Needed Diversity in Research

It’s been a perennial problem —biomedical research that largely leaves behinddiversity(iStockBlog) women and people with non-European ancestry.

A newly published study by researchers at the University of California San Francisco found that despite efforts to recruit in under represented communities in the United States there continues to be huge disparity in research among African Americans, Latinos and Asians. (In a separate but related issue there is also a huge disparity in research grants awarded to minority scientists.)

There are many reasons for the lack of diversity — historical, cultural, economic and social — but whatever the reason the dearth in research among non-European populations undercuts the effectiveness of the science and the effectiveness of certain treatments.

We know that a person’s gender and ancestry plays a role in their risks for certain conditions. For instance the risk for type-2 diabetes and prostate cancer is much higher in African American men, but there is not yet enough research that includes African Americans in enough numbers to offer to fully understand why that is. You can see similar problems in research around the risk for breast cancer in women of different ancestry. We know a lot about the risks among women of European ancestry because of research, but less about the risks among African American women.

In the hopes of improving our own research, 23andMe launched “Roots into the Future,” specifically to recruit 10,000 African Americans interested in participating in research.

That effort has helped 23andMe improve the diversity of our own research cohorts. It has also improved the kind of results we can report back to customers. 23andMe has succeeded in attracting a diverse group of customers who want to participate in research, but we could do more.






  • Solstice

    I have been debating to buy the DNA test for months now. I was going to buy it back in early October but since the price was raised I’m not too sure. I know that there a lot of changes, but I what I need to know is if the test still shows ancestry breakdowns. I have taken other tests and none of offered breakdowns for Asian ancestry. I want to know if 23andme still offers breakdowns for East Asian ancestry. Because if I spend $200 plus shipping for a single test and I don’t get the specific results I need I will be thoroughly disappointed.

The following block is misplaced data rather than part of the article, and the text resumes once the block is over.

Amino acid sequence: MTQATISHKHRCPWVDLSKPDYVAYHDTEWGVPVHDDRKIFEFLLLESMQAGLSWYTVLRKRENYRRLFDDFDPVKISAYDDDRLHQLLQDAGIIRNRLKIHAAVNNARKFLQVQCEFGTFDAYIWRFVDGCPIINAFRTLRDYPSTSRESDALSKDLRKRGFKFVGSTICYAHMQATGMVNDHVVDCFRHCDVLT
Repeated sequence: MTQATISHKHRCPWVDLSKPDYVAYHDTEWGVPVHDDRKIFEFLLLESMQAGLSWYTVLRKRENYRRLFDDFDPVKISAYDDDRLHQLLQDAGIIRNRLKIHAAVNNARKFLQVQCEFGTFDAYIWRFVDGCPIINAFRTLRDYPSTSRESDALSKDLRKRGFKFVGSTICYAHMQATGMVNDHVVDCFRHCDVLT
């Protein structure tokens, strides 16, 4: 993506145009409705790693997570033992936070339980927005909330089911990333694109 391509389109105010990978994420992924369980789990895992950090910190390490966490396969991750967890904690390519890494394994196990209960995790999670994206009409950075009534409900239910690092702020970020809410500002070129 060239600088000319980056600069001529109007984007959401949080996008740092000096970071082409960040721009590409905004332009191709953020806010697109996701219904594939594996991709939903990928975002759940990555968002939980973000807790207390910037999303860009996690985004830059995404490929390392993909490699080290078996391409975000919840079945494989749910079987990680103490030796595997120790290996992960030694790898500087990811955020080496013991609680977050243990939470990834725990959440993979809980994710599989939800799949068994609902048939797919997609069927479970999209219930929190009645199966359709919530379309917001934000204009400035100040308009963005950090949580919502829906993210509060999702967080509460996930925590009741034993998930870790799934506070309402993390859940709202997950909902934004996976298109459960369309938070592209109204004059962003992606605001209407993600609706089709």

• 23blog

      Hi Solstice,
      We do still offer breakdown for East Asian ancestry. As we add additional reference populations we will make improve the grainularity of the results. Our Asian population reference data sets includes data many different populations including: Native American (Colombian, Karitiana, Maya, Pima, Surui), East Asian, Japanese, Korean (South Korean), Yakut, Mongolian (Daur, Hezhen, Mongolian, Oroqen, Tu, Xibo), Chinese (Chinese, Han, Hong Kongese, Taiwanese), Southeast Asian (Burmese, Cambodian, Indonesian, Lao, Malysian, Filipino, Thai, Vietnamese), South Asian (Afghan, Balochi, Bangladeshi, Brahui, Burusho, Hazara, Indian, Kalash, Makrani, Nepalese, Pakistani, Pathan, Sindhi, Sri Lankan, Uygur)

      • Ravleen

        delete

  • 23blog

    JoJo,
    Customers in the US will now receive ancestry, wellness and trait reports. The product — which includes carrier status — is the first direct to consumer genetic test to have reports that meet FDA standards.

    • Heaven

      does this mean a Yes?

      • 23blog

        It’s a yes, but the wellness reports included in the new experience are not the same as the old product. They are for carrier status, wellness and traits. We do not currently have risk reports at the moment.

  • Heaven

    where is the facility where the testing is done? Couldn’t find info. Thanks

    • 23blog

      We have two labs on of the US west coast and the other on the east coast.

      • Heaven

        That is interesting. I live close to Los Angeles and my kit is arriving today
        North Carolina. Why they didn’t send it to West Coast? My order shows live in Southern California. You would think, they would send shipping label for West Coast. Confusing

        • 23blog

          Heaven,
          That is interesting. We do code where kits are shipped to based on the zip code so I’m not sure why it would have been sent to North Carolina. It should not delay the processing of your sample however.

  • Baaarb

    Do you test for all those nationalities listed? I have a disease (Hagerman’s factor 12 def) that affects mostly Japanese people but that wasn’t listed in my results I am European

    • 23blog

      Baarb,
      We look at 31 reference populations across the globe, but many of our health and trait reports only apply to people of European ancestry. This is because the published scientific studies that support those reports were done only on people of European ancestry.

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